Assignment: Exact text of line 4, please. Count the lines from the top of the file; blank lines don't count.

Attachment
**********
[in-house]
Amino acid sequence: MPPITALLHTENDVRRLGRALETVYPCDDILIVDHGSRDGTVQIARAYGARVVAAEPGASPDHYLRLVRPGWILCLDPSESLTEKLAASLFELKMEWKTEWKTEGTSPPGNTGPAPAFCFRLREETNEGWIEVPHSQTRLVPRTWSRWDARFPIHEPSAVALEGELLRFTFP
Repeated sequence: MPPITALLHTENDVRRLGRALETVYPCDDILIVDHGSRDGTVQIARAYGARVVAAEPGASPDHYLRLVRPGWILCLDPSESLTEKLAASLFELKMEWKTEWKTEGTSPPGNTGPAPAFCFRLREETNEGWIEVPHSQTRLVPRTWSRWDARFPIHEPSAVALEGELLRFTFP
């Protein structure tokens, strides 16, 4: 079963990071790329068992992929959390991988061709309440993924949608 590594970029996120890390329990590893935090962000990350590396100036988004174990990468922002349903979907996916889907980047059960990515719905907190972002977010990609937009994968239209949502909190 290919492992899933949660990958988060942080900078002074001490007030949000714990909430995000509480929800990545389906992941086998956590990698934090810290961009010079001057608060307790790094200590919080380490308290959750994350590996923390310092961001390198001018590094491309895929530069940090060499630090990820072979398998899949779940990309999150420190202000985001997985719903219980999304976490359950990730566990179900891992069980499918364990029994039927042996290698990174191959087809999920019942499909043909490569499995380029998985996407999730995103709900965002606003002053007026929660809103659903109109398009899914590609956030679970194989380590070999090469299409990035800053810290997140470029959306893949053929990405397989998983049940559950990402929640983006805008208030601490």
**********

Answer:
């Protein structure tokens, strides 16, 4: 079963990071790329068992992929959390991988061709309440993924949608 590594970029996120890390329990590893935090962000990350590396100036988004174990990468922002349903979907996916889907980047059960990515719905907190972002977010990609937009994968239209949502909190 290919492992899933949660990958988060942080900078002074001490007030949000714990909430995000509480929800990545389906992941086998956590990698934090810290961009010079001057608060307790790094200590919080380490308290959750994350590996923390310092961001390198001018590094491309895929530069940090060499630090990820072979398998899949779940990309999150420190202000985001997985719903219980999304976490359950990730566990179900891992069980499918364990029994039927042996290698990174191959087809999920019942499909043909490569499995380029998985996407999730995103709900965002606003002053007026929660809103659903109109398009899914590609956030679970194989380590070999090469299409990035800053810290997140470029959306893949053929990405397989998983049940559950990402929640983006805008208030601490």